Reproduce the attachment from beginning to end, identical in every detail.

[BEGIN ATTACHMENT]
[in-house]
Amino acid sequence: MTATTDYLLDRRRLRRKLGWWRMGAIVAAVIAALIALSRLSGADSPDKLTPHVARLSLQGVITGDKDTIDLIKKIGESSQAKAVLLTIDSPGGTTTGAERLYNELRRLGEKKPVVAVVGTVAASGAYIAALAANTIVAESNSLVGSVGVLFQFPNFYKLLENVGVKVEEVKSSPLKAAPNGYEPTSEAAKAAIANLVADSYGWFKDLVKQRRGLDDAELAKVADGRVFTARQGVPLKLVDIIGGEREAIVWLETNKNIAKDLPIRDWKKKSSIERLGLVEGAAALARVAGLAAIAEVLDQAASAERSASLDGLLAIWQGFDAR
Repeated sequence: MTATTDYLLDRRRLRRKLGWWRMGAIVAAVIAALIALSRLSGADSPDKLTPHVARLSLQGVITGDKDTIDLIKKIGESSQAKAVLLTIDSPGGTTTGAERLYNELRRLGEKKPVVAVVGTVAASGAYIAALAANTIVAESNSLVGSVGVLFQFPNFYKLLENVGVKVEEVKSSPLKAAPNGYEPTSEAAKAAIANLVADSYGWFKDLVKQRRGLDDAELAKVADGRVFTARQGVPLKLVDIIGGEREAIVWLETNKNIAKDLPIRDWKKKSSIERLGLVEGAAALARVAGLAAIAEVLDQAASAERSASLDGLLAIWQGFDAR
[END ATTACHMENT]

[in-house]
Amino acid sequence: MTATTDYLLDRRRLRRKLGWWRMGAIVAAVIAALIALSRLSGADSPDKLTPHVARLSLQGVITGDKDTIDLIKKIGESSQAKAVLLTIDSPGGTTTGAERLYNELRRLGEKKPVVAVVGTVAASGAYIAALAANTIVAESNSLVGSVGVLFQFPNFYKLLENVGVKVEEVKSSPLKAAPNGYEPTSEAAKAAIANLVADSYGWFKDLVKQRRGLDDAELAKVADGRVFTARQGVPLKLVDIIGGEREAIVWLETNKNIAKDLPIRDWKKKSSIERLGLVEGAAALARVAGLAAIAEVLDQAASAERSASLDGLLAIWQGFDAR
Repeated sequence: MTATTDYLLDRRRLRRKLGWWRMGAIVAAVIAALIALSRLSGADSPDKLTPHVARLSLQGVITGDKDTIDLIKKIGESSQAKAVLLTIDSPGGTTTGAERLYNELRRLGEKKPVVAVVGTVAASGAYIAALAANTIVAESNSLVGSVGVLFQFPNFYKLLENVGVKVEEVKSSPLKAAPNGYEPTSEAAKAAIANLVADSYGWFKDLVKQRRGLDDAELAKVADGRVFTARQGVPLKLVDIIGGEREAIVWLETNKNIAKDLPIRDWKKKSSIERLGLVEGAAALARVAGLAAIAEVLDQAASAERSASLDGLLAIWQGFDAR